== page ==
- The Washington Times - Sunday, February 16, 2003

As concerns England supporting the United States in its desire to rid the world of Saddam Hussein, God bless England. However, that's the only blessing we'll hand England, because our cousins across the sea are doing all they can to outlaw hunting all hunting, not just the horse-riding, fox-hunting variety.
A bill to also abolish all hare and deer hunting will receive a second reading in Parliament. The most recent vote was 368-155 in favor of taking a closer look at the bill. It means things do not look good for hunters over there.
But why in the world would Americans want to copy the Brits in their anti-hunting activities?
According to the Associated Press, Rep. Jim Moran, Virginia Democrat, says he intends to see the baiting of bears outlawed on all federal (hunting) lands although many state wildlife officials say it is needed to help keep bear numbers in check. Even if it sounds distasteful, the baiting of black bears with a bucketful of leftover jellies, meat scraps, fish and old doughnuts anchored in a pile of rocks or logs is so effective that the shooter who waits unseen (and not yet scented) atop a deer stand eventually will get a bruin.
Moran apparently reflects the feelings of the majority of Northern Virginians, many of them relative newcomers from other states. In the 1950s and the years before that, when most of the residents were native Virginians, the voters of his district would have unceremoniously kicked Moran out on his ear for such anti-hunting feelings. It's a sign of the times we live in that people like Moran can safely assume constituents will be OK with his idea of slapping the hunters.
Of course, Moran has the support of animal rights groups, such as the Humane Society of the United States. A little over six years ago, the HSUS tried to get bear baiting banned in Michigan and Idaho but was rebuked by voters in those states. They now appear to have gained a friend in the House.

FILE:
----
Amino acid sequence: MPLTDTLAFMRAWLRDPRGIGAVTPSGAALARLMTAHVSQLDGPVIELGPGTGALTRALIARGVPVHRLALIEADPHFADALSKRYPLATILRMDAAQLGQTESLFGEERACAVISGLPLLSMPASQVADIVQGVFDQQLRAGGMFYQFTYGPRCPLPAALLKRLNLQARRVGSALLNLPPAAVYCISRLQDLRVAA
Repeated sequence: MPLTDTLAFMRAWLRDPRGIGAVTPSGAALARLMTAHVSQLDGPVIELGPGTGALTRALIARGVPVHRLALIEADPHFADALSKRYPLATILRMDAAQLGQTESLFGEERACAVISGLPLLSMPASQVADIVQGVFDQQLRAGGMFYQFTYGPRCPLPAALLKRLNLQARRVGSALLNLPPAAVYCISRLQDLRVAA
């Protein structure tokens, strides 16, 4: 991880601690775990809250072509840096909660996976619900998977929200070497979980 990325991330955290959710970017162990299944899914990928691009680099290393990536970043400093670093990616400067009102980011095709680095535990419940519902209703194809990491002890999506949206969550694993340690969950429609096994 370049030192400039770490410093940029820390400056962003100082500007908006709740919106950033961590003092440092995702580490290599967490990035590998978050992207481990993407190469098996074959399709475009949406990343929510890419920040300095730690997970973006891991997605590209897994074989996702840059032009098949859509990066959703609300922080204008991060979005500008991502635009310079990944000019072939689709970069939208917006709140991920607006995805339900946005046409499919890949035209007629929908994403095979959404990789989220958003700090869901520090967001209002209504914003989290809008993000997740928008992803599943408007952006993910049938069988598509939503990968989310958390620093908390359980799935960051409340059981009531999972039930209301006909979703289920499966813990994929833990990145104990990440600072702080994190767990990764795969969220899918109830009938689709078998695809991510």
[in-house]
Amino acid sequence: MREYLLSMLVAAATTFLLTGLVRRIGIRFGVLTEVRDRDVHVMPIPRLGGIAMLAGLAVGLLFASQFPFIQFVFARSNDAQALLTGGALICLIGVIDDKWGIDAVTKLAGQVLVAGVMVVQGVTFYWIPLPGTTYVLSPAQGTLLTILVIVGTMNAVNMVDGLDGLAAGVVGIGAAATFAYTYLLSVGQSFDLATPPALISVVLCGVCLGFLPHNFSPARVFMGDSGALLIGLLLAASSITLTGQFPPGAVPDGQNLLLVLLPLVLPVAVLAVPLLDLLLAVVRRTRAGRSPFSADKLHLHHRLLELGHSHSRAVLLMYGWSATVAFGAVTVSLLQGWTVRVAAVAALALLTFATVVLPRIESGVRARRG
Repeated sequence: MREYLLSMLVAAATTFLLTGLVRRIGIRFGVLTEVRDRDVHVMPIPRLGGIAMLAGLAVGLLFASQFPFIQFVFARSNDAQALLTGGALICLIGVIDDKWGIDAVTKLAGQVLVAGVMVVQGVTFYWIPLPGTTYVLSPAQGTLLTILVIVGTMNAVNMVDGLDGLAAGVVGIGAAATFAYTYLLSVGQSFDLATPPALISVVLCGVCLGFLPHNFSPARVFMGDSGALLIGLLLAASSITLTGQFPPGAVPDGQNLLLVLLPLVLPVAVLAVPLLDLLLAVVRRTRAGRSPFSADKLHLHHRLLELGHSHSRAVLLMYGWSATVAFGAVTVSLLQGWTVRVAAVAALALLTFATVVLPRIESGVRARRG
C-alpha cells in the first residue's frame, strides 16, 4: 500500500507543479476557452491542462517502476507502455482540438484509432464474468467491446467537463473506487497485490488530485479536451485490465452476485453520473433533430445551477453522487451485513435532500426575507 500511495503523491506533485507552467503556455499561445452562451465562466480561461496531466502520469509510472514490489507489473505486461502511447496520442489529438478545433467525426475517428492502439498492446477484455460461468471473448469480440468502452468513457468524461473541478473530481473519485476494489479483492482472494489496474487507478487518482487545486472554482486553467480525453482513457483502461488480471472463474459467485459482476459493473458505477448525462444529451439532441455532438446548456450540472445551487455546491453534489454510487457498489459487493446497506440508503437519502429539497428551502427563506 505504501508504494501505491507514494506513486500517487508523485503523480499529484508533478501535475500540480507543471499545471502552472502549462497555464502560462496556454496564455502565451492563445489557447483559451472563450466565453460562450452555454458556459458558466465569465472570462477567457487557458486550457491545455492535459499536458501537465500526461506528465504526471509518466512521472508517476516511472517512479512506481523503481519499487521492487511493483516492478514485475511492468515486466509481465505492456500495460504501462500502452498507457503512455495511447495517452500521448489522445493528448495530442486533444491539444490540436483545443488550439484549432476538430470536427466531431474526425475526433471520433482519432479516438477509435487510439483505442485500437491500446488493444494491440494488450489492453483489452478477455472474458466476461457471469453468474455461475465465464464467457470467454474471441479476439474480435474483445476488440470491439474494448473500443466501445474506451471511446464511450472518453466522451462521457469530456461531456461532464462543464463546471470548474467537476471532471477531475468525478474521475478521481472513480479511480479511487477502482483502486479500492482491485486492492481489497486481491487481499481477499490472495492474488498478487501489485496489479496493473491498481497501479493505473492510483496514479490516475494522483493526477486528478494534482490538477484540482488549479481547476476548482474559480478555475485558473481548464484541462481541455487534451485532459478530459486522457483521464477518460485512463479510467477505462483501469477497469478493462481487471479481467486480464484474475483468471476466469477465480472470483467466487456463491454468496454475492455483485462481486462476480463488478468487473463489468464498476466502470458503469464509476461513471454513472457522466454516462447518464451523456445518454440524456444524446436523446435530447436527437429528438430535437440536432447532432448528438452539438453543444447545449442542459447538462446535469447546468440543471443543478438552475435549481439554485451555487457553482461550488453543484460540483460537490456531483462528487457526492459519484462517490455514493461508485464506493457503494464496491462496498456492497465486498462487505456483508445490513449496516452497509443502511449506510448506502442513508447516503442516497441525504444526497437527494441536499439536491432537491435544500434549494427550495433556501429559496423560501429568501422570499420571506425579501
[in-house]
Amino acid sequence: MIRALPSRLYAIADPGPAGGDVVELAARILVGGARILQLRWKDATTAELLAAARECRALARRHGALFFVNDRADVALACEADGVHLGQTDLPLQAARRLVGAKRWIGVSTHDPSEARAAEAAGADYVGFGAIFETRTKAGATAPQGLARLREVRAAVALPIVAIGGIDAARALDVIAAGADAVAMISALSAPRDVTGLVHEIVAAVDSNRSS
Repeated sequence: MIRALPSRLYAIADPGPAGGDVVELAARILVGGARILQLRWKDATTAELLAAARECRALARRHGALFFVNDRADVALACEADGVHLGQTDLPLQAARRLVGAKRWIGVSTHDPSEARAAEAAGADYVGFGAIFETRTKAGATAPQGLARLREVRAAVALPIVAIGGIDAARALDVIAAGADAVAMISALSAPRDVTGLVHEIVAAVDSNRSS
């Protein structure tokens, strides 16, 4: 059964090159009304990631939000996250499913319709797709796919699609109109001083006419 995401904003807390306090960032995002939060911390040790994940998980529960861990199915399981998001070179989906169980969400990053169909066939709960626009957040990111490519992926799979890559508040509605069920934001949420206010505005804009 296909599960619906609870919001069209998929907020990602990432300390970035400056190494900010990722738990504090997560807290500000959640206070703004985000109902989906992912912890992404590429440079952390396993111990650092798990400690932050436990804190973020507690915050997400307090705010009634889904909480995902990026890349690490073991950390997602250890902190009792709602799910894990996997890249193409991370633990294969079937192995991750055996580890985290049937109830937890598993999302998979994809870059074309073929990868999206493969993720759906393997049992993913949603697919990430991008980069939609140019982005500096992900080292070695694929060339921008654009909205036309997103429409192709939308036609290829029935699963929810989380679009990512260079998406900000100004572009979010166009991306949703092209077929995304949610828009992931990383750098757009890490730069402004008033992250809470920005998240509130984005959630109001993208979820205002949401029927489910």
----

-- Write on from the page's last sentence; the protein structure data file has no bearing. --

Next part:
If Moran's bill fails, that doesn't mean the anti-hunters won't try again. And again. And again.
And what about Illinois Senate Bill 2431, which would have handed the right to hunt (or not to hunt) to the American Veterinary Medical Association? The way the bill was worded, it would have allowed the AVMA to set standards for the euthanasia of wildlife.
Pretty clever, isn't it? Imagine giving the puppy and kitty doctors the power to set wildlife euthanasia standards. Animal rights lawyers could easily have argued that such a bill, had it passed, would have applied to the dispatch of any wildlife species, including ducks, deer, doves, squirrels, geese you name it. In other words, hunting would have come to a screeching halt. Not only that, such an euthanasia bill might have applied to all the fish and ended all sport angling.
Happily, the Illinois Senate thought it best to leave wildlife management in the capable hands of the state's Division of Wildlife Resources.
What the animal rights groups proved, however, is that they will travel any road, no matter how silly it might seem at the time, to take a chunk out of our American hunting heritage.
Meanwhile, one must wonder how animal rightists can ever gain any ground. In the money department, the hunting community is the 800-pound gorilla in a pen full of squirrel monkeys.
The Animal Use Issues Committee of the International Association of Fish and Wildlife Agencies (IAFWA) not long ago released a report that showed how much money hunters spend to pursue their recreational activity. The report shows that hunting in America is big business, generating more than $67billion in economic output, not to mention generating 1million jobs.
On average, every U.S. hunter spends more than $1,850 per year to pursue his passion. Multiply that by the low number of 13million individuals that hunt, and pretty soon you're talking about some serious money. Actually, the number of hunters in the United States is variously pegged at between 13 and 16.5million.
You'd think that hunters could come up with enough money to counter the people who worship at the altar of animals. In fact, hunters have enough money to expose their lies and emotional rhetoric for all to see.
Yet, time and the hunters' apathy has been on the animal religionists' side.
Look for Gene Mueller's Outdoors column every Sunday and Wednesday, and his Fishing Report every Thursday, only in The Washington Times. E-mail: gmueller@washingtontimes.com.

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